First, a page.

What can your business learn from National Safety Month?

workplace safety

Posted on 11th Jun, 2018 | By Lorretta Tatham

Organised every June by the National Safety Council, National Safety Month is geared towards educating workers and employers about the most common risks to health and safety, often highlighting a slightly different set of issues each year. This can range from how to avoid injuries on slippery surfaces, all the way up to the importance of equipment maintenance (for example, carrying out decent ladder inspections!). With that in mind, at Browns Safety this week we thought it worth taking a look at National Safety Month in a bit more detail, and what your business can learn from it.

What is National Safety Month?

As you’ve probably guessed, it’s mostly self-explanatory! As we touched upon above, National Safety Month is an annual event organised by the National Safety Council, a not-for-profit organisation dedicated to eliminating preventable deaths and injuries at work and at home. They’re based in Illinois in the States, and although National Safety Month started as an American event, the validity of its advice is by no means limited to the US. (Let’s be honest, the best safety advice is almost universally applicable, no matter where you are in the world!)

The four focuses of National Safety Month for 2018

The different focuses for each National Safety Month are split into four – one for each week. So, let’s take a look at the most important points for this year!

Week 1: Create a home emergency plan

home plan

The past week has emphasised the importance of staying safe at home. Although not strictly to do with workplaces, many of the advice for home emergency plans can also be broadly applied to office risk assessments. What’s more, this particular issue seems particularly relevant at the moment for us here in the UK, given the controversy surrounding the tragic events of Grenfell Tower exactly a year ago.

It seems arguably overly-optimistic to expect every householder to draw up a full emergency plan for every situation, and many blocks of flats may even have their own emergency procedures (especially in light of Grenfell). However, it is worth knowing, at the very least:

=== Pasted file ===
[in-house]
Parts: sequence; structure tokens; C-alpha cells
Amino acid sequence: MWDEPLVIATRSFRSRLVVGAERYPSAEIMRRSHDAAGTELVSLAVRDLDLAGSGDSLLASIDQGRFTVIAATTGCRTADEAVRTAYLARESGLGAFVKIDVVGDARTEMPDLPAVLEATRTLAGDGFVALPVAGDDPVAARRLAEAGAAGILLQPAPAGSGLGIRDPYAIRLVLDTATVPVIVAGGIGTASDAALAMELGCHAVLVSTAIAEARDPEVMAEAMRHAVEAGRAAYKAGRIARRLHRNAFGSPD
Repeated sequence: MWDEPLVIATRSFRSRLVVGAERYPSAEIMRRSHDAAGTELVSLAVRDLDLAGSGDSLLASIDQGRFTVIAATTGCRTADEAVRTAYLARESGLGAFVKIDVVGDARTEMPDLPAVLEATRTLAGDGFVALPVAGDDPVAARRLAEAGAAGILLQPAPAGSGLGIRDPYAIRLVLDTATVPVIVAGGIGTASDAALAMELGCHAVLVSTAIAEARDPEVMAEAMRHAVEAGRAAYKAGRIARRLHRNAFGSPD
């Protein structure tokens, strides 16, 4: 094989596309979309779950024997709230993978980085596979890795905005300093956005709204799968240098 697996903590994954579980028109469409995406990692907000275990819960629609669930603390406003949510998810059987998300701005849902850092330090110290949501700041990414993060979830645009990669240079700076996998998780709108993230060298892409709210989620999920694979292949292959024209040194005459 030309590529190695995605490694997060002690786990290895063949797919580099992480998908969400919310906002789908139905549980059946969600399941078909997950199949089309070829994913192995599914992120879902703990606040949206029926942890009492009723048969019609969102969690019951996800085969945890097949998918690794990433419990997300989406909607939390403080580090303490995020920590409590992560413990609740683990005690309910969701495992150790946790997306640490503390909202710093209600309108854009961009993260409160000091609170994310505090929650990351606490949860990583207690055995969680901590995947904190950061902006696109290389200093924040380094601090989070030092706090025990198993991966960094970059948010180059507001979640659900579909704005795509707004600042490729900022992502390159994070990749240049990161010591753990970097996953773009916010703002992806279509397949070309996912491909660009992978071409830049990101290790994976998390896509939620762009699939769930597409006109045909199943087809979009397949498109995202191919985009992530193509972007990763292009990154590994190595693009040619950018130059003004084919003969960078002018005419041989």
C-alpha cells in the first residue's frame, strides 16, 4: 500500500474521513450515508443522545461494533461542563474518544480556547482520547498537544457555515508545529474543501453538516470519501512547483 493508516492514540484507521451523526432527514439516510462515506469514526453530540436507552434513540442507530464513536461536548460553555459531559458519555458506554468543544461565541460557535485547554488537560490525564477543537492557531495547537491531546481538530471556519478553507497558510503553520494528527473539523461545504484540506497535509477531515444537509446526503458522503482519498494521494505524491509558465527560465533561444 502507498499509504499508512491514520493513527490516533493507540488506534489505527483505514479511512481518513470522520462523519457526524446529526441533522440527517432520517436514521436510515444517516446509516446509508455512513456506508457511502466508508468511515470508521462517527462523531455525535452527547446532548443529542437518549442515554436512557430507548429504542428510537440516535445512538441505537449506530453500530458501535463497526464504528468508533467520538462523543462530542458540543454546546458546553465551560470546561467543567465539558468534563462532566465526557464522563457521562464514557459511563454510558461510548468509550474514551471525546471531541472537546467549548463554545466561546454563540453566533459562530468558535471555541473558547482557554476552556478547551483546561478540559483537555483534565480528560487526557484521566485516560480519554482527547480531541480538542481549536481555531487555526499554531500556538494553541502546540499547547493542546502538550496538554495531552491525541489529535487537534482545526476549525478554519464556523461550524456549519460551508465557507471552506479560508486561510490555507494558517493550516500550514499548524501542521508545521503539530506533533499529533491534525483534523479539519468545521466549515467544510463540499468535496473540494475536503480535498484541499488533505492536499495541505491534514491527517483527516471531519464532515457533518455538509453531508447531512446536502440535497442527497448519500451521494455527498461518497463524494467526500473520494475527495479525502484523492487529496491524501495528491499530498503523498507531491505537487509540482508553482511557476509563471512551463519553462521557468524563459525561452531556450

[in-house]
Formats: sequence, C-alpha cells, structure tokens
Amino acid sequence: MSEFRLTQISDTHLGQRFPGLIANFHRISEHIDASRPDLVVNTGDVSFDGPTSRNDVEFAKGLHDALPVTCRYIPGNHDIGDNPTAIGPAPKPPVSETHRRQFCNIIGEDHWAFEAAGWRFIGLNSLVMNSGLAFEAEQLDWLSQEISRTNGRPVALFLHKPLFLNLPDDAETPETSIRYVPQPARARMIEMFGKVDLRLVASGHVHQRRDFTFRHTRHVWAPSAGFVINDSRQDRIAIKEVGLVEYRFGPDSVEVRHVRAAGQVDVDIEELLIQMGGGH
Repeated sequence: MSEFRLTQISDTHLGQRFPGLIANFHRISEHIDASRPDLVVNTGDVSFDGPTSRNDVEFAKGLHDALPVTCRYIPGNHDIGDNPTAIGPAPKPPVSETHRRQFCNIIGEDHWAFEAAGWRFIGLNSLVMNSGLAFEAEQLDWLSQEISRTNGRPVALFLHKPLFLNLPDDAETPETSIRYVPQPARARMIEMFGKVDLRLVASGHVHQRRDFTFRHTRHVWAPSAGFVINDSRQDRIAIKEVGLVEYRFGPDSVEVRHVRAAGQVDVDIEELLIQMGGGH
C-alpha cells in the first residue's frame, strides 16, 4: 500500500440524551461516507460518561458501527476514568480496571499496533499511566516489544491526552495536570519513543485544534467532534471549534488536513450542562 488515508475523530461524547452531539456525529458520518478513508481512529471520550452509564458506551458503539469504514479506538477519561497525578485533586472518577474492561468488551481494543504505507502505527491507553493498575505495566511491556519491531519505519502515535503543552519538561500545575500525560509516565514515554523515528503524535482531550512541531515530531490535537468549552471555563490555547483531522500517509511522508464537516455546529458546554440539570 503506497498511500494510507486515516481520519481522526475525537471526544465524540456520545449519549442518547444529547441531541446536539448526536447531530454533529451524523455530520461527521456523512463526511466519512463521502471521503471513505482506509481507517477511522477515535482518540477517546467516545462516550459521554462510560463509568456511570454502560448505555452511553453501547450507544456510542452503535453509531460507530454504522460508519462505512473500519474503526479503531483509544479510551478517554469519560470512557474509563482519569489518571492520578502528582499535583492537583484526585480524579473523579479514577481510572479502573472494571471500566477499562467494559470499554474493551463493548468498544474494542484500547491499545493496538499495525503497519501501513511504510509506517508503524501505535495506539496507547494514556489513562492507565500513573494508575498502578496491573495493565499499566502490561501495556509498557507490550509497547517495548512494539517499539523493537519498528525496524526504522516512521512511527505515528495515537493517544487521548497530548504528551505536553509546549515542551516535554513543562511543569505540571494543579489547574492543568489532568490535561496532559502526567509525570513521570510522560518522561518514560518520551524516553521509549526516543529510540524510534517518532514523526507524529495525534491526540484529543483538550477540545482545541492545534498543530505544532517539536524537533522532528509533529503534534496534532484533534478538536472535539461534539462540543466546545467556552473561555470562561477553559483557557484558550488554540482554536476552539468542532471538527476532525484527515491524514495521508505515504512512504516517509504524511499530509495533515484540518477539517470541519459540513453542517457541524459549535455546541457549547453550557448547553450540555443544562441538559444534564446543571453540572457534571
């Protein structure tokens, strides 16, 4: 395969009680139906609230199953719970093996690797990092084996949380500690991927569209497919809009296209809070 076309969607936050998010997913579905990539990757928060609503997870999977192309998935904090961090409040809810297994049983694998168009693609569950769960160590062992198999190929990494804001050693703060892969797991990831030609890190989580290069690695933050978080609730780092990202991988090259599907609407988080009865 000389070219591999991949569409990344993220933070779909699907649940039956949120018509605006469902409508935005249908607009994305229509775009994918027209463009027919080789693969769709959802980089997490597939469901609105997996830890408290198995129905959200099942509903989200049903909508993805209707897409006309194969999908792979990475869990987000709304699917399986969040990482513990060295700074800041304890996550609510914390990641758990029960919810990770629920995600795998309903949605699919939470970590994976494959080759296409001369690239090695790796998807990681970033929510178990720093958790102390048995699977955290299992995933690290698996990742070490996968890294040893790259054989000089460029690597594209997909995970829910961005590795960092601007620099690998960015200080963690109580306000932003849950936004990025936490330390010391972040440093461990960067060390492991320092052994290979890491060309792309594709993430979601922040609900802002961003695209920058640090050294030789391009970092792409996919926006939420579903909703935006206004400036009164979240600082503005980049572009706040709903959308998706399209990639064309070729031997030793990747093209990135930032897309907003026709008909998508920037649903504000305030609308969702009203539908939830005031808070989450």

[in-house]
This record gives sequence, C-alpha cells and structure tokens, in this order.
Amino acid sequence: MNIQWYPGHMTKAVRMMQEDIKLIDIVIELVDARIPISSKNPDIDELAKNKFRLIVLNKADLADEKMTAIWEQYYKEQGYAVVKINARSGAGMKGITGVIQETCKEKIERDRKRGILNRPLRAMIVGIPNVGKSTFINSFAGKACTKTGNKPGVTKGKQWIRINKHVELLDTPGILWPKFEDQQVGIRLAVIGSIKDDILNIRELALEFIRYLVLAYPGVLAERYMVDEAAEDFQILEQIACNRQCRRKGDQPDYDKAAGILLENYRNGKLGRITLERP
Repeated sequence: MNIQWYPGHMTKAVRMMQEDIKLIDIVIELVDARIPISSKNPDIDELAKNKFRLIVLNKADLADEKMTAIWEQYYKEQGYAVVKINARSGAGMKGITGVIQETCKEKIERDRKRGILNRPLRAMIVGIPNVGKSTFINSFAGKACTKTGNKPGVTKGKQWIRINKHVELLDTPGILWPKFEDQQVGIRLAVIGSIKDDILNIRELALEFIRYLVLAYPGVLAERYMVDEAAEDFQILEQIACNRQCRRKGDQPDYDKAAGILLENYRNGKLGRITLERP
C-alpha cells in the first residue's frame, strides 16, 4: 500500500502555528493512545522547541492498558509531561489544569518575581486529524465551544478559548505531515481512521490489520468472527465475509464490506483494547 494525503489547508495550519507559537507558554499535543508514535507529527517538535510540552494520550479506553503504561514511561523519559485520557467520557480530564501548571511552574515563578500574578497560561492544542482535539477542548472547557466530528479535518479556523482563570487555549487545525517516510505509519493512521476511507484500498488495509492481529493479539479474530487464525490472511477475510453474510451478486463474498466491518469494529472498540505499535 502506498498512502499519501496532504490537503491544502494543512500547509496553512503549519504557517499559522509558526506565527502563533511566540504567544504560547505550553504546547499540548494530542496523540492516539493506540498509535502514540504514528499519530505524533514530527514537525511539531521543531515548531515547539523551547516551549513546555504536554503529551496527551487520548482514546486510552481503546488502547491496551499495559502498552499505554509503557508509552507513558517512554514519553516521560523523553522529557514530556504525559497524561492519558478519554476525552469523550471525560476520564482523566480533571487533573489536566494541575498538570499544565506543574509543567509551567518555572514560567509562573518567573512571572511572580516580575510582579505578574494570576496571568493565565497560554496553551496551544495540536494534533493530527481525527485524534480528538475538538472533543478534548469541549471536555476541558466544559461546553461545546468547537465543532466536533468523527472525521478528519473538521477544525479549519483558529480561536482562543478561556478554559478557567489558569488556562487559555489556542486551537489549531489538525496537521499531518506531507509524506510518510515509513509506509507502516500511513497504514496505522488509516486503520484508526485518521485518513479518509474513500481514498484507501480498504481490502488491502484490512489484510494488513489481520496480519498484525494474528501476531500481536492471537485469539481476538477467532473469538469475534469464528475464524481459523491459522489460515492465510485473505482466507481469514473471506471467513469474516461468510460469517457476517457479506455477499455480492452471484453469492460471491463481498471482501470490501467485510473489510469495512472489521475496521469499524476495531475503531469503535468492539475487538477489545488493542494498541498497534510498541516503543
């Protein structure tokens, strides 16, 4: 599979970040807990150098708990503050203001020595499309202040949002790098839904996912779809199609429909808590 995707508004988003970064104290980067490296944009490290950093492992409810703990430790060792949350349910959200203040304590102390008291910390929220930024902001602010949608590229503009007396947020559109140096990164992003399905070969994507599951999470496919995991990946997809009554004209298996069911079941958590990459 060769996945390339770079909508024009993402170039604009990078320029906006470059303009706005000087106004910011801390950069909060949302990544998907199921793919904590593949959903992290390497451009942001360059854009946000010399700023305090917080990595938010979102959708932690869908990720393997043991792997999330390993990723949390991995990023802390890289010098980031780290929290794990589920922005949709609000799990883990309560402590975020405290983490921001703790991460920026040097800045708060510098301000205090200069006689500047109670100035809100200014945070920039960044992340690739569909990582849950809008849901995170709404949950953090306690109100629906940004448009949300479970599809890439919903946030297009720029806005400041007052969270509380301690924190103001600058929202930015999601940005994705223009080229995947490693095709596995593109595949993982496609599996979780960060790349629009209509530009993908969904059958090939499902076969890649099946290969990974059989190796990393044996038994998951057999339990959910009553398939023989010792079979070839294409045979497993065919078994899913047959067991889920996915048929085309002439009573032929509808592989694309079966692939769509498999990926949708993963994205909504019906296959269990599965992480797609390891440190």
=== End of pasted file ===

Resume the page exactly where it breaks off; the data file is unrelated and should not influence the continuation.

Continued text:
How you’ll communicate the dangers to your family members, or anyone else in the house

  • All your possible evacuation routes, and which ones to prioritise
  • If anyone has any individual needs which might hinder their attempts to reach the exits

 

Week 2: Get at least seven hours of sleep

This week brings an especially relevant issue to us here in the UK. For the past few years, we have ranked consistently amongst the most sleep deprived nations in the world. Many of us, employers and employees alike, can often seriously underestimate the effect this can have on our health over time.

tired at work

As well as verbally encouraging employees to make sure that they’re doing as much as they can to get their requisite amount of sleep each night, employers can also examine working procedures to ensure they’re maximising productivity but minimising strain on employees. It’s a tricky balance to strike! What’s more, it might be worth investing in updated, ergonomic equipment to minimise worker fatigue.

All of this should be a vital priority for employers, as worker fatigue and sleep deprivation can have a variety of detrimental consequences. These include:

  • Slower reactions and reduced co-ordination
  • An affected ability to process information
  • Memory lapses and confusion
  • Decreased awareness
  • Underestimation of risks and dangers

 

Week 3: Watch out for slips, trips and falls

These still often rank highly amongst the leading types of injury here in the UK, fatal or otherwise. It’s easy to see why – just a quick moment of inattentiveness, or lack of appropriate signage can result in injuries within seconds. However, just because slips and falls can so easily occur doesn’t mean we should just dismiss them as a fact of life – if anything, it just means employers need to put in maximum effort in order to eradicate them entirely!

Here’s how you can help to prevent slips and falls at work:

  • Clean up spills and liquids immediately
  • Secure your working environment by making sure that there are no trailing wires or obstructions
  • Make sure appropriate signage is laid out when the situation requires (for example, wet floor signs)
  • Stay alert to moving obstacles or hazards, such as trailing wires when equipment is being moved

fall at work

Week 4: Always wear a seat belt

True, it does sound basic – something drummed into all of us right from the beginning of our lives – but you might be surprised at how many modern drivers still neglect this essential safety step. Even commercial drivers aren’t always exempt! No matter how short your journey, whether you’re commuting, delivering or simply moving your vehicle for a short distance, you should never neglect your seat belt. Don’t forget to ensure your passengers wear one too!

Here at Browns Safety, your safety is our priority all year round. That’s why we run a number of accredited in-house courses designed to help you ensure maximum safety in your workplace. This includes our 3-day first-aid course to help your staff gain a basic understanding of essential medical aid, as well as our Working At Height training course to help you prevent the most dangerous types of falls at work. To book a place on these – for yourself or a number of your staff – you can simply click the links above, or alternatively give our experts a call on 01254 615517.

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